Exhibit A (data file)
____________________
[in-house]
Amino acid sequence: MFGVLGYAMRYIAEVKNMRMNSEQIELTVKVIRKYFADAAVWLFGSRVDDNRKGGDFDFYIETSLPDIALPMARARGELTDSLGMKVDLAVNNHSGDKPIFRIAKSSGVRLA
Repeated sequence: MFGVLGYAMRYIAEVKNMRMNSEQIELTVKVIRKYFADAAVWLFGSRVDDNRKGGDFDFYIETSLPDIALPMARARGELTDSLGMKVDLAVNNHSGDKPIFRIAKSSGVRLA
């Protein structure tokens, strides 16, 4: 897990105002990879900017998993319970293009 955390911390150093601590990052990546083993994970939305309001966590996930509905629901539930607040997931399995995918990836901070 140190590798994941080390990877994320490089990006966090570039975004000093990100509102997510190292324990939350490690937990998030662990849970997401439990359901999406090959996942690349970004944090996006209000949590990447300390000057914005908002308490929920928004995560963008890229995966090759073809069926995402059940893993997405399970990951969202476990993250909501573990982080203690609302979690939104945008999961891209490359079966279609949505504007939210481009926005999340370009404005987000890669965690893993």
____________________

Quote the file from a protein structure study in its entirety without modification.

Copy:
[in-house]
Amino acid sequence: MFGVLGYAMRYIAEVKNMRMNSEQIELTVKVIRKYFADAAVWLFGSRVDDNRKGGDFDFYIETSLPDIALPMARARGELTDSLGMKVDLAVNNHSGDKPIFRIAKSSGVRLA
Repeated sequence: MFGVLGYAMRYIAEVKNMRMNSEQIELTVKVIRKYFADAAVWLFGSRVDDNRKGGDFDFYIETSLPDIALPMARARGELTDSLGMKVDLAVNNHSGDKPIFRIAKSSGVRLA
């Protein structure tokens, strides 16, 4: 897990105002990879900017998993319970293009 955390911390150093601590990052990546083993994970939305309001966590996930509905629901539930607040997931399995995918990836901070 140190590798994941080390990877994320490089990006966090570039975004000093990100509102997510190292324990939350490690937990998030662990849970997401439990359901999406090959996942690349970004944090996006209000949590990447300390000057914005908002308490929920928004995560963008890229995966090759073809069926995402059940893993997405399970990951969202476990993250909501573990982080203690609302979690939104945008999961891209490359079966279609949505504007939210481009926005999340370009404005987000890669965690893993």